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What is melasma, and can men get it as well as women?

What is melasma, and can men get it as well as women?

Yes: Yes both can get melasma although it is usually much more common in women than men. Especially in cases of pregnancy for women. Often it is seen as a darkening of pigment with patterns on face and body with varying severity. It is thought to be a significant reaction to hormonal changes in the body. ...Read more

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Started spirolonactone 2 weeks ago and think that my melasma is worsening. Is this possible?

NO: Melasma not due to spirnolactone. Why taking it? Dose? Other meds? Birth control? Menstrual and pregnancy history? The answer is in the details. You can treat melasma if you wish. ...Read more

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Where does melasma most commonly develop? What areas of the body does melasma most often develop? .

Where does melasma most commonly develop? What areas of the body does melasma most often develop? .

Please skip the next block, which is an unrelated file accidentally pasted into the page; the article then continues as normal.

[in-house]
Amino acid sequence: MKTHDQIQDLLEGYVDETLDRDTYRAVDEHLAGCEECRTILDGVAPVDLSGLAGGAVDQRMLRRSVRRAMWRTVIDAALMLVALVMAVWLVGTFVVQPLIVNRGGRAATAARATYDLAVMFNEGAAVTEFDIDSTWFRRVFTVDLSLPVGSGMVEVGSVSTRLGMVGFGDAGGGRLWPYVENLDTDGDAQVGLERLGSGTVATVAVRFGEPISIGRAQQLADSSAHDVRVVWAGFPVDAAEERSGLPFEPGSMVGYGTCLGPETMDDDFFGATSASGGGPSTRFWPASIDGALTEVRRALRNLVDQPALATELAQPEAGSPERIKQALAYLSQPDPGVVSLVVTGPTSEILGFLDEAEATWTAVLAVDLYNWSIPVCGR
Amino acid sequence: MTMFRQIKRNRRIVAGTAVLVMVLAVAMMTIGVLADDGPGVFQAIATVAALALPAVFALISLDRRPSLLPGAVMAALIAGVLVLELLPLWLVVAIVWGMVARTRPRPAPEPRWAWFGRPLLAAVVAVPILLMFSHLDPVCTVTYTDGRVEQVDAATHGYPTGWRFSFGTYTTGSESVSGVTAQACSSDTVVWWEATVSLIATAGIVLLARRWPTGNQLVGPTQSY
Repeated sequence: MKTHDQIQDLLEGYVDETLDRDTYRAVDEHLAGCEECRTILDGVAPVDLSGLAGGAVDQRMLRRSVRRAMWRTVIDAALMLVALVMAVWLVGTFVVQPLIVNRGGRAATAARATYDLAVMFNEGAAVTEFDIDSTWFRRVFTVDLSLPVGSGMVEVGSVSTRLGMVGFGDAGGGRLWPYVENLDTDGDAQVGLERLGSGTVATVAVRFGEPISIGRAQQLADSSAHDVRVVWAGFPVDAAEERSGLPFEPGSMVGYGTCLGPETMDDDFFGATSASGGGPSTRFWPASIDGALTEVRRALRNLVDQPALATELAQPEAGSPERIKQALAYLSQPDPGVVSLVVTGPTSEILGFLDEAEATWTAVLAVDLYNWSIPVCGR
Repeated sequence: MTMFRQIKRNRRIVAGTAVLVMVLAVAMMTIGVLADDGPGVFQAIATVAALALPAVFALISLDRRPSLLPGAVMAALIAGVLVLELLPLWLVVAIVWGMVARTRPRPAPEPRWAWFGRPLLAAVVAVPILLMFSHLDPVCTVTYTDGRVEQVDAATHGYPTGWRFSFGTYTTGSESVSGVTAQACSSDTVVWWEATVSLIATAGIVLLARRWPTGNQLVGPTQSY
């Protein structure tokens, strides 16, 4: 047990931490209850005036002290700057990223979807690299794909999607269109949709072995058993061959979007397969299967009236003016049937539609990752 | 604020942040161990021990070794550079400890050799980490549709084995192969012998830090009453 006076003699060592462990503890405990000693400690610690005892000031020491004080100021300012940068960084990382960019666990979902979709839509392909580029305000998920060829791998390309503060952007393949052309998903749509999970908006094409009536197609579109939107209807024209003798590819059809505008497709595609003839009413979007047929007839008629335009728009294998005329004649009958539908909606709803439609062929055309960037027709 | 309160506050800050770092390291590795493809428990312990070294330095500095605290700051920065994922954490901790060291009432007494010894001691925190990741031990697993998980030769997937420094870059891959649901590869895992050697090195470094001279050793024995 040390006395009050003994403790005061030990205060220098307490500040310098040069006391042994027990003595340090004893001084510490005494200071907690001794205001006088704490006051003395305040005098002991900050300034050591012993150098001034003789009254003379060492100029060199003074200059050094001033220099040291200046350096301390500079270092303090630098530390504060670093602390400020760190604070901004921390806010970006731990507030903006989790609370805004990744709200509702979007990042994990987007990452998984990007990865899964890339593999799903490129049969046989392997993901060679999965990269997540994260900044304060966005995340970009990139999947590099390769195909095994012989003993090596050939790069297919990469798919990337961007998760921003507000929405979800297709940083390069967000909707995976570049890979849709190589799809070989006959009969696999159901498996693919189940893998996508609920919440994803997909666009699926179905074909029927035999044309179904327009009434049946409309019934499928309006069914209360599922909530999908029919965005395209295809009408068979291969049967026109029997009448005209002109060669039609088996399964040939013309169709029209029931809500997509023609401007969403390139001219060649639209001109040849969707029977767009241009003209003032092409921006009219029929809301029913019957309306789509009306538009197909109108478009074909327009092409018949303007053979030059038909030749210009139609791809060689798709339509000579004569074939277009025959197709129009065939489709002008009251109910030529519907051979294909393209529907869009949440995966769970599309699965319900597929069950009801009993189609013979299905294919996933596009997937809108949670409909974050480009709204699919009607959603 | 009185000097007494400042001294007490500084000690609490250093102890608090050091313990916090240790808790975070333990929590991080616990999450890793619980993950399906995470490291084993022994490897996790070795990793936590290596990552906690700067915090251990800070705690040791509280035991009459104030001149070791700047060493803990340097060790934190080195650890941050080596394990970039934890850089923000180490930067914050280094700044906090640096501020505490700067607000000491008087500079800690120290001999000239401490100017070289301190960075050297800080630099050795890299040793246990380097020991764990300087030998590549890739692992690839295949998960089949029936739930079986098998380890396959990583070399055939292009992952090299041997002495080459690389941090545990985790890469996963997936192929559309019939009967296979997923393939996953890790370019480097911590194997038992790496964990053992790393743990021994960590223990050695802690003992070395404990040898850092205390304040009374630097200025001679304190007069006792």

Face: Almost all of the time it is on the face. I've seen 1 patient who had it on their arms. ...Read more

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Where does melasma most commonly develop? What areas of the body does melasma most often develop? . .

Where does melasma most commonly develop? What areas of the body does melasma most often develop? . .

Melasma: Melasma commonly develops on cheeks, forehead, nasal bridge, chin and upper lip. Forearms and neck may also be, infrequently, affected. Women are most commonly affected, frequently during pregnancy, hence the name "mask of pregnancy".
Sun protection is key to control. Combination treatment works best to minimize pigmentation changes. ...Read more

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Are there different kinds of melasma? Are there sub-categories of melasma or is it all considered the same no matter what? .